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Procedure: Rotation and Extraction of the Foetus

The rotation of a baby can take place either before birth ( external version ) or during class="menu"delivery . In the case of rotation during delivery, the use of a forceps and vacuum extractor is generally necessary. This happens when the abnormal presentation/position of the foetus has not been noticed until delivery , or the mother is no longer be able to push because of anaesthesia or fatigue. The doctor generally administers a local anaesthetic and performs an episiotomy before using these instruments.

Forceps are large, curved metal instruments which are inserted into the vagina, on either side of the baby's head. The physician then locks the forceps together and starts to move and extract the baby. While the forceps might bruise the infant's soft head and facial tissue, they can also protect a premature baby's head from pressure in the birth canal. Any damage caused to the babies' head and face by the forceps usually clears up rapidly after birth.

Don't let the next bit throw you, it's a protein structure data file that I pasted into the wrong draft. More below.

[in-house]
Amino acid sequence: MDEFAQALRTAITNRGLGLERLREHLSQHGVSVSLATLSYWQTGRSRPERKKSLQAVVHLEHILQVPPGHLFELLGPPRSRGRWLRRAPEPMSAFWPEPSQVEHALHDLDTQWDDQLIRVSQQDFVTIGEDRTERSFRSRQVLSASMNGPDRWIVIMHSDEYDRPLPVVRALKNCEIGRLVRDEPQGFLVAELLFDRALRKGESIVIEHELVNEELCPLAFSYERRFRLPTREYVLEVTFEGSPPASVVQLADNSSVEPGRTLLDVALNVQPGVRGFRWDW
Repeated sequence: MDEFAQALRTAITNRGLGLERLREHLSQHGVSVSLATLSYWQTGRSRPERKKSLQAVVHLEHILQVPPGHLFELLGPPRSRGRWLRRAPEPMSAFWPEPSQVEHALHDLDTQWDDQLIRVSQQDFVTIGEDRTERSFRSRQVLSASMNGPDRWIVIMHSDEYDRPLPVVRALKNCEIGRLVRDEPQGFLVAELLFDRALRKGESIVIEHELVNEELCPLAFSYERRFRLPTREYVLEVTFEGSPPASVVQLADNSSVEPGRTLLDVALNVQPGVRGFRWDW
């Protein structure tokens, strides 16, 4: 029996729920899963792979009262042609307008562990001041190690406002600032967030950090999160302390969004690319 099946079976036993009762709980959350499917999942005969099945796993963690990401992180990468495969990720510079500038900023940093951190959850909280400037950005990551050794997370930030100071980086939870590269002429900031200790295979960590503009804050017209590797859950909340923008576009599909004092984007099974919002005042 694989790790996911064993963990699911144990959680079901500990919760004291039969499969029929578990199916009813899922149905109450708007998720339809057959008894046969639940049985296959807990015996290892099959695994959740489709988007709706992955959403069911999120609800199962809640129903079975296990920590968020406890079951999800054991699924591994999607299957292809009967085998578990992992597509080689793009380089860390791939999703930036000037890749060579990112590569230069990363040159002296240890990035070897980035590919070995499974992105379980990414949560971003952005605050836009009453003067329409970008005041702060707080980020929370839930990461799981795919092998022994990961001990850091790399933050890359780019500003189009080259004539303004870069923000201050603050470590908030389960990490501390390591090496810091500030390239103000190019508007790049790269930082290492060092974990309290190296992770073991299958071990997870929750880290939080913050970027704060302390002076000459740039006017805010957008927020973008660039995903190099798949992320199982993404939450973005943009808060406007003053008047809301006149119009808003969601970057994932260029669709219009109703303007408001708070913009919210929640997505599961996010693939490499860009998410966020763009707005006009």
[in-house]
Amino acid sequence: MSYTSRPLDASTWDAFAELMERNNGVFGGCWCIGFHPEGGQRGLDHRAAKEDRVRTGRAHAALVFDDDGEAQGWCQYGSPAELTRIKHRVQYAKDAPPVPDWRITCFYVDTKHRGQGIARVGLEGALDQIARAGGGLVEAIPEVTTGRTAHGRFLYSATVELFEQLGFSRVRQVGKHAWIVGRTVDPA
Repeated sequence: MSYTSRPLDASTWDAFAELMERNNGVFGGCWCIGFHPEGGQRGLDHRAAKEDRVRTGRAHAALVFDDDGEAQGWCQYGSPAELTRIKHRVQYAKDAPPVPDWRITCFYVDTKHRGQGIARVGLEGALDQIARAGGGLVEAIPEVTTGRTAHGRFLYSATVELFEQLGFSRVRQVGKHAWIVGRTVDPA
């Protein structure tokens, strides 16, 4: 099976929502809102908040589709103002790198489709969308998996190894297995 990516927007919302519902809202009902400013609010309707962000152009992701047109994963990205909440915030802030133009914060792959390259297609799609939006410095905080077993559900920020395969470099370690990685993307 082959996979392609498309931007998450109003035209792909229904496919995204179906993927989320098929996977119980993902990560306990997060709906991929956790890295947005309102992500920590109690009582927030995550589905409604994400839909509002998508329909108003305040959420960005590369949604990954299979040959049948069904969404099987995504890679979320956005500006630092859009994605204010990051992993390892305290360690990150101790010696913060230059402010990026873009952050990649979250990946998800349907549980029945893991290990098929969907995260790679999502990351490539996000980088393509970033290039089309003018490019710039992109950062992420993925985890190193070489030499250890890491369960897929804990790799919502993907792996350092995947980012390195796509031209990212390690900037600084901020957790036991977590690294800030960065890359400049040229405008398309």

The vacuum extractor is a caplike device which is attached to the baby's head. With the suction cup fitting over part of the baby's head, the physician can ease the baby through the birth canal. This instrument has the advantage of causing less trauma to the mother's bladder and vagina and lowers the risk of episiotomy. Sometimes a vacuum extractor might cause a baby's skull to swell or cause a lump on the skull.

The information in this page is presented in summarised form and has been taken from the following source(s):
1. Bayfront's Health Adventure, A Woman's Way to Health:

Other HON resources 
   From MedHunt

Foetal Rotation
Foetal Extraction


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Contact Last modified: Oct 20 2004